Higher-order interactions in single-cell gene expression: towards a cybergenetic semantics of cell state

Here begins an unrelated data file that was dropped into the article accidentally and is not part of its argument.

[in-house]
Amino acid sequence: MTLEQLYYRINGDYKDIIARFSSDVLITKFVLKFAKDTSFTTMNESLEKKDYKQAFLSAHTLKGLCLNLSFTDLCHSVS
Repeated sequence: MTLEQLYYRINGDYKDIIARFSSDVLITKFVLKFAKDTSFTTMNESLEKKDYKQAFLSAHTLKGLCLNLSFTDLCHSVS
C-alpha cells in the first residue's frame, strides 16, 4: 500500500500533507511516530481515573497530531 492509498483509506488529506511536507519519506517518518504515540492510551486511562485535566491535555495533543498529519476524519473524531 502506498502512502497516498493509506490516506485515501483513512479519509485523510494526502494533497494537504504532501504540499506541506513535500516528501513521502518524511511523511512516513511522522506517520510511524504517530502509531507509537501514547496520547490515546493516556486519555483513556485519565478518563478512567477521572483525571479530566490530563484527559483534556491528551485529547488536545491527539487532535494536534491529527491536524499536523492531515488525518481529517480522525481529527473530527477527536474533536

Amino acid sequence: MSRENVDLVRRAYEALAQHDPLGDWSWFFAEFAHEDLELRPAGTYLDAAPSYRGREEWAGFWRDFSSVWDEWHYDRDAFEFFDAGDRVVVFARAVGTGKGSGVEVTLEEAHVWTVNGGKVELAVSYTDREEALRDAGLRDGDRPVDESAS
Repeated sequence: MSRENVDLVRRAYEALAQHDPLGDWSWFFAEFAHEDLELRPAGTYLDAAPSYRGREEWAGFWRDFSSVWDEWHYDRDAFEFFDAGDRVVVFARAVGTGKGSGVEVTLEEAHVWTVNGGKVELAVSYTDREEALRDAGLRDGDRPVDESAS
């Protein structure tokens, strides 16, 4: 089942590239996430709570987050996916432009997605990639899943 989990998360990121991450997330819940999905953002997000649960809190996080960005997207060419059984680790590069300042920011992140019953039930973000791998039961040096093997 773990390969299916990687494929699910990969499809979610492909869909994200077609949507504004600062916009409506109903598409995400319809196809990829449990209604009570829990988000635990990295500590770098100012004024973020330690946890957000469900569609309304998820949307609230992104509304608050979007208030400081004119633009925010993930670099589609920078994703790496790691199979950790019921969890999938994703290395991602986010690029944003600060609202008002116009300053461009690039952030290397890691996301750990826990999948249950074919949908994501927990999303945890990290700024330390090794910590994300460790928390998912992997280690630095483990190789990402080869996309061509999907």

Finding and understanding patterns in gene expression guides our understanding of living organisms, their development, and diseases, but is a challenging and high-dimensional problem as there are many molecules involved. One way to learn about the structure of a gene regulatory network is by studying the interdependencies among its constituents in transcriptomic data sets. These interdependencies could be arbitrarily complex, but almost all current models of gene regulation contain pairwise interactions only, despite experimental evidence existing for higher-order regulation that cannot be decomposed into pairwise mechanisms. I set out to capture these higher-order dependencies in single-cell RNA-seq data using two different approaches. First, I fitted maximum entropy (or Ising) models to expression data by training restricted Boltzmann machines (RBMs). On simulated data, RBMs faithfully reproduced both pairwise and third-order interactions. I then trained RBMs on 37 genes from a scRNA-seq data set of 70k astrocytes from an embryonic mouse. While pairwise and third-order interactions were revealed, the estimates contained a strong omitted variable bias, and there was no statistically sound and tractable way to quantify the uncertainty in the estimates. As a result I next adopted a model-free approach. Estimating model-free interactions (MFIs) in single-cell gene expression data required a quasi-causal graph of conditional dependencies among the genes, which I inferred with an MCMC graph-optimisation algorithm on an initial estimate found by the Peter-Clark algorithm. As the estimates are model-free, MFIs can be interpreted either as mechanistic relationships between the genes, or as substructures in the cell population. On simulated data, MFIs revealed synergy and higher-order mechanisms in various logical and causal dynamics more accurately than any correlation- or information-based quantities. I then estimated MFIs among 1,000 genes, at up to seventh-order, in 20k neurons and 20k astrocytes from two different mouse brain scRNA-seq data sets: one developmental, and one adolescent. I found strong evidence for up to fifth-order interactions, and the MFIs mostly disambiguated direct from indirect regulation by preferentially coupling causally connected genes, whereas correlations persisted across causal chains. Validating the predicted interactions against the Pathway Commons database, gene ontology annotations, and semantic similarity, I found that pairwise MFIs contained different but a similar amount of mechanistic information relative to networks based on correlation. Furthermore, third-order interactions provided evidence of combinatorial regulation by transcription factors and immediate early genes. I then switched focus from mechanism to population structure. Each significant MFI can be assigned a set of single cells that most influence its value. Hierarchical clustering of the MFIs by cell assignment revealed substructures in the cell population corresponding to diverse cell states. This offered a new, purely data-driven view on cell states because the inferred states are not required to localise in gene expression space. Across the four data sets, I found 69 significant and biologically interpretable cell states, where only 9 could be obtained by standard approaches. I identified immature neurons among developing astrocytes and radial glial cells, D1 and D2 medium spiny neurons, D1 MSN subtypes, and cell-cycle related states present across four data sets. I further found evidence for states defined by genes associated to neuropeptide signalling, neuronal activity, myelin metabolism, and genomic imprinting. MFIs thus provide a new, statistically sound method to detect substructure in single-cell gene expression data, identifying cell types, subtypes, or states that can be delocalised in gene expression space and whose hierarchical structure provides a new view on the semantics of cell state. The estimation of the quasi-causal graph, the MFIs, and inference of the associated states is implemented as a publicly available Nextflow pipeline called Stator.